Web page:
Sunday, September 30, 2012


Wanted to let you know that I'll be at the ever-growing New York Comic Con for one day only—Saturday, October 13th—taking part in the IDW panel to promote my upcoming mini-series The Adventures of Augusta Wind.  I won't have a table at the convention—I'll just be wandering the floor in goggle-eyed wonder like everyone else—but if you catch me after the panel I'll be happy to say hello and sign any books you've got.  (Within reason, of course!)  I haven't been to NYCC for three or four years and I hear that it's mushroomed to near-San Diego proportions. Should be a madhouse (especially to a somewhat crowd-phobic soul like me)...and a lot of fun.

If you're looking for a more intimate convention experience, you might try the Albany Comic Book Show on November 11th.  It's a one-day affair, packed with fans and pros, but nowhere near the numbers you'll find at NYCC or SDCC.  The Albany Con allows for a fun, intimate give-and-take between those of us who write and draw comics and the folks who read and appreciate our work.  I'll be taking part in a panel there, too:  a discussion of fantasy world-building with Ron Marz and David Rodriguez.  The rest of the time I'll be at my table, signing comics and chatting with anyone who's in the mood.  It's a terrific day and, if you're within driving distance of Albany, one I suspect you'll enjoy.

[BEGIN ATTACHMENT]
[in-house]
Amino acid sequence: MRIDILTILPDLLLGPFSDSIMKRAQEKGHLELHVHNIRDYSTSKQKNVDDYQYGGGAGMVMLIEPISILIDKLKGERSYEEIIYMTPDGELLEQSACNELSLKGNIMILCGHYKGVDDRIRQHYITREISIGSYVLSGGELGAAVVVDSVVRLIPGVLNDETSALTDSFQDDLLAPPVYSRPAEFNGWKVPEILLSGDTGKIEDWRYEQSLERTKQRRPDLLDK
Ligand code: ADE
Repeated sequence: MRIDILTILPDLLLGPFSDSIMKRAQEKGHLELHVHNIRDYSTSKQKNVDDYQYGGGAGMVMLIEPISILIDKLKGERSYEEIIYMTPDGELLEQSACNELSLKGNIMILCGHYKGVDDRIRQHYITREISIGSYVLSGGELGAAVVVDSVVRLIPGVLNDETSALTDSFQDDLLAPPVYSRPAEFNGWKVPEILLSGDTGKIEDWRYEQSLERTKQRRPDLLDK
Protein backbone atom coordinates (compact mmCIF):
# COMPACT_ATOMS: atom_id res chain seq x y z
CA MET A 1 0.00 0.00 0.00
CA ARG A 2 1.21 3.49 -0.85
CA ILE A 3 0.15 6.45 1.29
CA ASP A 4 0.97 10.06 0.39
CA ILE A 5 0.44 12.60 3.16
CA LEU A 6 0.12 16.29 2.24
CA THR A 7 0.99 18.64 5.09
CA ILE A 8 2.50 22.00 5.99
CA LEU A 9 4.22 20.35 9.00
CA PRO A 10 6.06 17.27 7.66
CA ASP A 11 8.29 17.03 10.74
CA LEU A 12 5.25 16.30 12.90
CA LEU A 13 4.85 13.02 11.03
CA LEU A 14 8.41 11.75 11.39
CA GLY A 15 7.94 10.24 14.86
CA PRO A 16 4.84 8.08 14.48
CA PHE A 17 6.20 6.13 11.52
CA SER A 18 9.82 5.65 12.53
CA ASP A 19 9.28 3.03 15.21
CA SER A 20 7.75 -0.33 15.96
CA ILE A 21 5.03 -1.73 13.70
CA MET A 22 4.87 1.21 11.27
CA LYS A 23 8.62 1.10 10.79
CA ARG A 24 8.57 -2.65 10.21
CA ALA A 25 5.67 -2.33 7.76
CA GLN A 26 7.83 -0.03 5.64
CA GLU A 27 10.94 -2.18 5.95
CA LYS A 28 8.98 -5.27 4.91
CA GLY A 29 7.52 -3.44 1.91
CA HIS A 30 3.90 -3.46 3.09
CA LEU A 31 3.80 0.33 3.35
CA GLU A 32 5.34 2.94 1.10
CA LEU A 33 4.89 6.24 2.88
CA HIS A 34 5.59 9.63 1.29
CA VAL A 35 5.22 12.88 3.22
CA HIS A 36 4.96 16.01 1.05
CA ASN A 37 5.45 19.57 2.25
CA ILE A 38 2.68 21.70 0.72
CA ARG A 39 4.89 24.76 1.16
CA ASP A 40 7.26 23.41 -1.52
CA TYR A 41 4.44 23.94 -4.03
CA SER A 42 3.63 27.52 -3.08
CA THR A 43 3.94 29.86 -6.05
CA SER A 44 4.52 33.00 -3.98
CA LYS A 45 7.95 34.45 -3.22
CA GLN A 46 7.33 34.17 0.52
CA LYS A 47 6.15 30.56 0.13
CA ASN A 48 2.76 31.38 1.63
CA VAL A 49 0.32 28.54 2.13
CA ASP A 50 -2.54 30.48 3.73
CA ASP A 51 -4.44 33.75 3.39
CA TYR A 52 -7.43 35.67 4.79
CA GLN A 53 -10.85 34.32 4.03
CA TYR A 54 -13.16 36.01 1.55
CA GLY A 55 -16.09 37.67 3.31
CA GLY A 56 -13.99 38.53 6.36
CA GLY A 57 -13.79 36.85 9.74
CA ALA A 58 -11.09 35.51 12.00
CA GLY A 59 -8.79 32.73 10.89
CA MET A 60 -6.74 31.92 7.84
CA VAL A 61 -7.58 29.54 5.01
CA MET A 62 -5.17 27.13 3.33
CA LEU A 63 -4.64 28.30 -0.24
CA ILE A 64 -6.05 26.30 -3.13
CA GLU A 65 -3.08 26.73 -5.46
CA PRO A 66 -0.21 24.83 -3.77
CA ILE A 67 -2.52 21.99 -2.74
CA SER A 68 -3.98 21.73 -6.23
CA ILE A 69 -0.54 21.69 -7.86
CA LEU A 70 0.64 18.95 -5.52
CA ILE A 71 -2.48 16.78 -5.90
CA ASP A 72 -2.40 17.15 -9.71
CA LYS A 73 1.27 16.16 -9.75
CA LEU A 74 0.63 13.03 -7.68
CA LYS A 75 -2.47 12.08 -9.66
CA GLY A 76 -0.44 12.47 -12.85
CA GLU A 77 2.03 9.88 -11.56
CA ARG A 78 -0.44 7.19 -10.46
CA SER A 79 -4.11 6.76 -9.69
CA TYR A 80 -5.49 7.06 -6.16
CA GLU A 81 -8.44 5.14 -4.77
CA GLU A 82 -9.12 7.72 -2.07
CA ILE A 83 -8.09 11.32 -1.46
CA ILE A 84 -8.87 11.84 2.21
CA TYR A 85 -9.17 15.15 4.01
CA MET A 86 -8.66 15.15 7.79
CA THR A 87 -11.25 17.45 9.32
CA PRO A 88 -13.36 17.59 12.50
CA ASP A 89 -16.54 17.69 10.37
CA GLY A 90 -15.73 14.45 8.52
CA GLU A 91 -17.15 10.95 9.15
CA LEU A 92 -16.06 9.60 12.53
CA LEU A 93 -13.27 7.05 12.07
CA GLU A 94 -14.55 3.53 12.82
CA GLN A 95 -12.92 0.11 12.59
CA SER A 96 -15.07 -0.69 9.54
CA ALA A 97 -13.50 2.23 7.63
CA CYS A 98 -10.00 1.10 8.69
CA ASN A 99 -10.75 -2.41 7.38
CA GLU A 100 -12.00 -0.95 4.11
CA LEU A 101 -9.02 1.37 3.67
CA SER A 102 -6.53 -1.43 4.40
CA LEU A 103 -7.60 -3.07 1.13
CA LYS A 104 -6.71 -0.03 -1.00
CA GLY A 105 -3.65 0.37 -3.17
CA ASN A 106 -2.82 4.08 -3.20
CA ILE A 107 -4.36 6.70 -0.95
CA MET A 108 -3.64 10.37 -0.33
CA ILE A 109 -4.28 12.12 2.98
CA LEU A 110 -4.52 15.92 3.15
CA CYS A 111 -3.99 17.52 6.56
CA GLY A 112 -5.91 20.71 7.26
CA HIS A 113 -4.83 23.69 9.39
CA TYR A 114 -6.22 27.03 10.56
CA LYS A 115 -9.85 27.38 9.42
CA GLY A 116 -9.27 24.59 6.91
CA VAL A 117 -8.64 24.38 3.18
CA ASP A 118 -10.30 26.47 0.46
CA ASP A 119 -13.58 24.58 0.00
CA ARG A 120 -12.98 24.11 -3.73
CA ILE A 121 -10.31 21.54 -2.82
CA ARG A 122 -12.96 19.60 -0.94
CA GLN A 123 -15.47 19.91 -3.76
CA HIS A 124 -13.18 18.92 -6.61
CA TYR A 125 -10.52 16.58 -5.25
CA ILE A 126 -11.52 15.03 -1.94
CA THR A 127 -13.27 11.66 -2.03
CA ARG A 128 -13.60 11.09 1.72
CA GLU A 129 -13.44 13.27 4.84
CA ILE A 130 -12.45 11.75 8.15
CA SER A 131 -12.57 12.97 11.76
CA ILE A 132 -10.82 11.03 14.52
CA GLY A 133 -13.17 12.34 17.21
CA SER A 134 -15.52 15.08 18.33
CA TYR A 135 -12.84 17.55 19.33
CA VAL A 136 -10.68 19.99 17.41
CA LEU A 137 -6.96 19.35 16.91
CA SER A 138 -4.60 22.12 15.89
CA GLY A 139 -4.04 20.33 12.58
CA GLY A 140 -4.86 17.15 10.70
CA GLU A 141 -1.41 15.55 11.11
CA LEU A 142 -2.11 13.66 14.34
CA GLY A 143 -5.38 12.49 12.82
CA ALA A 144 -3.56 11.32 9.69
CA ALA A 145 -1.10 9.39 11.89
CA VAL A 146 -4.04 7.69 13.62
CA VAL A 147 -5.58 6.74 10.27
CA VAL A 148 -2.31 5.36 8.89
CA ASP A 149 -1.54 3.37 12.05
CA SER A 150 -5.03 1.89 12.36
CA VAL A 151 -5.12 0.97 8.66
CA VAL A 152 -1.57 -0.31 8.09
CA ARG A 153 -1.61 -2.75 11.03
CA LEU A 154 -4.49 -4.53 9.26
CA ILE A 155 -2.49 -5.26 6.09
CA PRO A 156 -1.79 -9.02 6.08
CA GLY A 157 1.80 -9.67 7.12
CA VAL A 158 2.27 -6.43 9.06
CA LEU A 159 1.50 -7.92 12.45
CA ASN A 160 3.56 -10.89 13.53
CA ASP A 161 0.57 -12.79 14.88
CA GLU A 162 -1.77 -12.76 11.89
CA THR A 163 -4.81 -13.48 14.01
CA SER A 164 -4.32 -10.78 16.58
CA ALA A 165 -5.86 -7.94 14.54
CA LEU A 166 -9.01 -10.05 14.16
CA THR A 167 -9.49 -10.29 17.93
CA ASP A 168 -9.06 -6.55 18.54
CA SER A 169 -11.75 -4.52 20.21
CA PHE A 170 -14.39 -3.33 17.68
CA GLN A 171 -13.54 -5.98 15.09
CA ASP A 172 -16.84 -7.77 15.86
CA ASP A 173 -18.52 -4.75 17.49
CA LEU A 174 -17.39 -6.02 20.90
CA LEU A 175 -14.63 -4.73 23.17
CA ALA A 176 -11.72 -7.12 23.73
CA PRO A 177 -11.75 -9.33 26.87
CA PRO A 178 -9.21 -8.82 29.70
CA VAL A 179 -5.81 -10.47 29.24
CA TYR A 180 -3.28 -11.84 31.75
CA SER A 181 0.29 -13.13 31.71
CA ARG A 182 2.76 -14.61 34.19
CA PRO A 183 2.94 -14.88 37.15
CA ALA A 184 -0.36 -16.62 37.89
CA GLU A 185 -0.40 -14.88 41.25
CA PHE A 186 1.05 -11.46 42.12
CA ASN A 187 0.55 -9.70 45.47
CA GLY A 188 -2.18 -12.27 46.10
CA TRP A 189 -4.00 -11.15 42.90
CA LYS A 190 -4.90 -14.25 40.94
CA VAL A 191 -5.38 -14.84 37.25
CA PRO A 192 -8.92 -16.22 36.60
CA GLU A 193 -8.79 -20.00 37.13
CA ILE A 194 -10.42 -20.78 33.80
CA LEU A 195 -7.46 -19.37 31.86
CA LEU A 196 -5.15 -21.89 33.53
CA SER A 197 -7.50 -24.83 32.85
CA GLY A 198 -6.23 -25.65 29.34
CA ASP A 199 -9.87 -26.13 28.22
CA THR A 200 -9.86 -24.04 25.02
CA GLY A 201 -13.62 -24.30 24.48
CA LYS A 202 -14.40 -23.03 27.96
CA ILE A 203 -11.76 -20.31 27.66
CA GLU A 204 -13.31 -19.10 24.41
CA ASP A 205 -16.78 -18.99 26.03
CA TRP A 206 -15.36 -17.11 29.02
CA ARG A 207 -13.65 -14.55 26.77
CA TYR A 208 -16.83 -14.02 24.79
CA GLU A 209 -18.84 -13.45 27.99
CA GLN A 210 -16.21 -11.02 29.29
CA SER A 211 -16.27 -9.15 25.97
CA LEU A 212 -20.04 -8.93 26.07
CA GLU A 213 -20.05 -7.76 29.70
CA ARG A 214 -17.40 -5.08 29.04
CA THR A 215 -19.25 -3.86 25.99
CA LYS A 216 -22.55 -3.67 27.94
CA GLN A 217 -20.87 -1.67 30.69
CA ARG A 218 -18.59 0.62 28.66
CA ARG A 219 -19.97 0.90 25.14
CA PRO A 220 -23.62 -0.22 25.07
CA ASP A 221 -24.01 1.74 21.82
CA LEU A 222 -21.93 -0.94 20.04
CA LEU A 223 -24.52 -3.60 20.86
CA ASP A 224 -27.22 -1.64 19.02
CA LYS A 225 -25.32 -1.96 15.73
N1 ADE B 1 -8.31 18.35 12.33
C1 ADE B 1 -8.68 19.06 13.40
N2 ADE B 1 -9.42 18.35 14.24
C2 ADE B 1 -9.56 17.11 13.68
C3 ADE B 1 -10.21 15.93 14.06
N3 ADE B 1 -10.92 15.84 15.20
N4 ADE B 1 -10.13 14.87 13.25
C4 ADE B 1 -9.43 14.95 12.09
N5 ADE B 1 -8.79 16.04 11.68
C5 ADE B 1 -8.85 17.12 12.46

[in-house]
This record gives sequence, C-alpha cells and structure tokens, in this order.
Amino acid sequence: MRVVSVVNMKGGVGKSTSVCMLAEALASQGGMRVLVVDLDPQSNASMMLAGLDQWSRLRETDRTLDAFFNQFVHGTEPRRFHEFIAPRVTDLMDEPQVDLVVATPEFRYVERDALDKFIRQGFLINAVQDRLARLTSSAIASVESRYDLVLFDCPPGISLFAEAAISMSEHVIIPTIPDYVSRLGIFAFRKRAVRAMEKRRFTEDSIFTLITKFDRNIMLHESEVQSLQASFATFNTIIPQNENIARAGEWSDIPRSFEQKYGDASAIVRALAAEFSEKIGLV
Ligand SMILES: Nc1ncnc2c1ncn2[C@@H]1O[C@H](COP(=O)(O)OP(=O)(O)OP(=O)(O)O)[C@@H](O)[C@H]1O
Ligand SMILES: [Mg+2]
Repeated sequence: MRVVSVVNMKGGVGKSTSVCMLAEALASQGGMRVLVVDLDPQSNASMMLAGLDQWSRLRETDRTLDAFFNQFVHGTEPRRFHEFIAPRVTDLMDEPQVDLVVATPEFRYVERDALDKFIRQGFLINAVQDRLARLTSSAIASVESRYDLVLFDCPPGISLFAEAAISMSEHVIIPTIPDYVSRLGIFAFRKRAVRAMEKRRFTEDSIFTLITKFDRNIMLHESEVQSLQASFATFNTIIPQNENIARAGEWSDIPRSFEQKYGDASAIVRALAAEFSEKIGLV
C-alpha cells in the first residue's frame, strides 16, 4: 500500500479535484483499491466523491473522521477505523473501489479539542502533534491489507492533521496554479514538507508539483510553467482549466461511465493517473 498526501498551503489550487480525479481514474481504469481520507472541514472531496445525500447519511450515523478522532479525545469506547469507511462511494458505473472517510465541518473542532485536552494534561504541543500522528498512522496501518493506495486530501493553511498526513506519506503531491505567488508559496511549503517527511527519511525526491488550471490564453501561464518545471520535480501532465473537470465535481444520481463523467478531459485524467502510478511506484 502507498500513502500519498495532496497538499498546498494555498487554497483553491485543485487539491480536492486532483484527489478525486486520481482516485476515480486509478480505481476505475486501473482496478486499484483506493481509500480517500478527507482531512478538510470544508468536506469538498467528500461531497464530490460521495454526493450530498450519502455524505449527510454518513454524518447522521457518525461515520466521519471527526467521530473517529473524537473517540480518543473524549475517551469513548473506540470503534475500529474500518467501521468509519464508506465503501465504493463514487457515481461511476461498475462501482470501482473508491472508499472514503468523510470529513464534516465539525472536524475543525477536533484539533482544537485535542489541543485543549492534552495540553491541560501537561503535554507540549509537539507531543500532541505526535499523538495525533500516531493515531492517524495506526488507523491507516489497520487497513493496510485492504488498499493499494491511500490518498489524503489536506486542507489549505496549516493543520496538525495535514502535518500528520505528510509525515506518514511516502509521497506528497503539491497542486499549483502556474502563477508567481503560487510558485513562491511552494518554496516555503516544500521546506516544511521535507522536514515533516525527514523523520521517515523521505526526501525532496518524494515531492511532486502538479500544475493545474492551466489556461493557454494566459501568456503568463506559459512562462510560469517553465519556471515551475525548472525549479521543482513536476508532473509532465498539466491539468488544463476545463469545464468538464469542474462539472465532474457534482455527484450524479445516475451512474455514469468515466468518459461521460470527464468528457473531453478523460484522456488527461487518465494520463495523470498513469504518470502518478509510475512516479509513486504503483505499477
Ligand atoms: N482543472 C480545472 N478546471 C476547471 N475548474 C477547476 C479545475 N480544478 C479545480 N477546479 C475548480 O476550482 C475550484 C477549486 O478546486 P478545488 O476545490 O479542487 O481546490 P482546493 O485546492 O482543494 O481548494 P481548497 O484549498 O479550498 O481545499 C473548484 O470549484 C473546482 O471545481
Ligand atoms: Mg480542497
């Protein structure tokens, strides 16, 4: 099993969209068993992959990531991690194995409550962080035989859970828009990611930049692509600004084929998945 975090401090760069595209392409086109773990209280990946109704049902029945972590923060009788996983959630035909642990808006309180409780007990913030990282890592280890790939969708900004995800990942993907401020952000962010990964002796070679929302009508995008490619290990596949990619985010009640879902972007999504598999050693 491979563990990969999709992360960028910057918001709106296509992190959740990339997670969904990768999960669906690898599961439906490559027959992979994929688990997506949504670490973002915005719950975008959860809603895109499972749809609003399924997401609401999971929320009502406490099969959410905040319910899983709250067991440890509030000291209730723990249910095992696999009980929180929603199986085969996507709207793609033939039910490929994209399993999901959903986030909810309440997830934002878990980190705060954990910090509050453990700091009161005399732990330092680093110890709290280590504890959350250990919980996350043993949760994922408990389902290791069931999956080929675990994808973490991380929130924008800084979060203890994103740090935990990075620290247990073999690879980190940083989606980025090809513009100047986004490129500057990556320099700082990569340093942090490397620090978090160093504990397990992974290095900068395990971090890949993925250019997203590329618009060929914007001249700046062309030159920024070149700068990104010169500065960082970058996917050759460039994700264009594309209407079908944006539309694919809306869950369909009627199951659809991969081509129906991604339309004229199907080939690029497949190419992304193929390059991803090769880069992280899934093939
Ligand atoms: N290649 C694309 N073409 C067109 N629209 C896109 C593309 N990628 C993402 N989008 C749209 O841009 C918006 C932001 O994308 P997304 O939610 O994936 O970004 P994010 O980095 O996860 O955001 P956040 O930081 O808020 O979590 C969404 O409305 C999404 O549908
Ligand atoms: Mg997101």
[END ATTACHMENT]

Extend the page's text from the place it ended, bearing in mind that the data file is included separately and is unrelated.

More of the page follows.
Saturday, September 15, 2012


I came across this YouTube gem yesterday:  a blow-by-blow account of the making of one of the Beatles' true masterpieces, "Strawberry Fields Forever."  The video begins with John Lennon's first attempts at the song—as he gropes with the melody, toys with the words, molding and shaping it with each new attempt—and then moves into the Abbey Road studios where Lennon and the Beatles run through several different arrangements before transforming "Strawberry Fields" into the song we all know.  (Each of these versions could have been released and become a classic in its own right.)  It's a fascinating look into the mind of Lennon as a composer as well as a window into the workings of the Beatles as a band, deep into their most creative and adventurous period in the studio. 

On another front:  You may have noticed that things have been relatively quiet here at Creation Point this summer.  Life has provided many distractions, not the least of which was sending my daughter off to college.  (I'm still not sure how my little girl—wasn't she a toddler just five minutes ago?—morphed into the beautiful and elegant young woman we deposited on campus.  "Time," as Mr. Dylan observed, "is a jet plane.  It moves too fast.")

As the temperature starts to drop and the first breath of autumn blows in, I'd like to get back to regular blogging. There are many things on my mind that I'd like to share with you, so keep your eyes peeled for more frequent posts.  If they don't appear, feel free to (ever-so gently) berate me in the comments section.  

Be back soon, I hope. 

Saturday, September 8, 2012


Let's celebrate with the greatest Captain Kirk speech ever:  the essence of Star Trek, in one memorable, perfectly-delivered monologue.